Panic of 1907: Roosevelt’s constant trustbusting of large corporations caused questionable bank speculations, a conservative gold standard, and strict credit policies, eventually leading to the Panic of 1907. This panic brought the need for banking reform to the forefront of political activity, finally culminating in the Federal Reserve Act.

Election of 1908:
candidates, issues: The Republican platform consisted of Taft and Sherman. They ran for continued anti-trust enforcement, conservation, and increased international trade. William Jennings Bryan ran for the Democratic Party on a similar anti-trust platform. The Socialist Party was represented by Eugene Debs. Taft easily won.

Mark Hanna: Hanna was a successful American politician and businessman. He helped manage several campaigns including the Republican presidential nomination of McKinley. Hanna was later selected chairman of the Republican National Committee, an organization he used to collect a large war chest to assist in McKinley’s election.

Scientific management, Frederick W. Taylor:
Taylor was an engineer who first integrated scientific management with business. He became foreman of the Midvale Steel Company in 1878 and used mathematics to determine maximum industrial productivity, using time and motion studies to find what each worker should for the highest efficiency.

Wisconsin, "laboratory of democracy": La Follette enacted sweeping changes during his governorship of Wisconsin in 1900. He adopted a direct primary system, began to regulate the railroads in his state, increased corporate taxes, and passed other progressive reform legislation. He also created a legislative reference library for lawyers.

Robert M. La Follette: La Follette, initially a Republican in Congress, broke from this party in 1924 when he realized big business was dangerously out of control. The populace agreed with this opinion by electing him governor as an independent. He took the reform movement, previously only found at the municipal level, to new heights, the state. The new state level of regulation had some inherit problems, but as the progressive movement entered the national government, these problems were solved.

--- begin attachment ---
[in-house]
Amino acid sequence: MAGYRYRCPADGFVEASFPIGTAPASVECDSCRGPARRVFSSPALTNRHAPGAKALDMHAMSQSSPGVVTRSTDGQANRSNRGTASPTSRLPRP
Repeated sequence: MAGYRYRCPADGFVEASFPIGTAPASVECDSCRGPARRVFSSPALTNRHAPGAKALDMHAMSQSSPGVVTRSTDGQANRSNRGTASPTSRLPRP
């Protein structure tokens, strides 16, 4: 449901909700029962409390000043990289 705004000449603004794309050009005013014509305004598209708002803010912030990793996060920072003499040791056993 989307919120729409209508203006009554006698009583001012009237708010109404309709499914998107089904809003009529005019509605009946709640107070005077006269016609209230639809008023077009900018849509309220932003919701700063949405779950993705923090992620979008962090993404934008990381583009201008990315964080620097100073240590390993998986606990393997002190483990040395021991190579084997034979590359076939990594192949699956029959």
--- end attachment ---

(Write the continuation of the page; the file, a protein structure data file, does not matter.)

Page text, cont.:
Regulatory commissions: As the Progressive Era advanced, regulatory commissions became more prevalent and numerable. The excesses of the monopolistic railroad companies became known to all. In an effort to end the abuses of the rich capitalists regulatory commissions were created to divide the concentrated wealth.

Jane Addams, Hull House: Addams was a prominent social reformer in the US and Europe. In 1889 she created Hull House in Chicago, a settlement home designed as a welfare agency for needy families. It also tried to teach immigrants English customs. Addams also played an important role in the National Progressive party.

Florence Kelley, consumerism: Kelley was largely responsible for the regulation of child labor. She saw its evils as a resident in Hull House for several years. In 1899 she was selected general secretary of the National Consumers’ League, which used organized consumer boycotts and strikes to force improved factory conditions.

home rule for cities: Home rule was a new form of city government other than the mayor-council form that emerged in the Progressive Era. Under this form of government the city was run by a committee of three elected commissioners. They locally ran the county rather than allowing the state to handle affairs.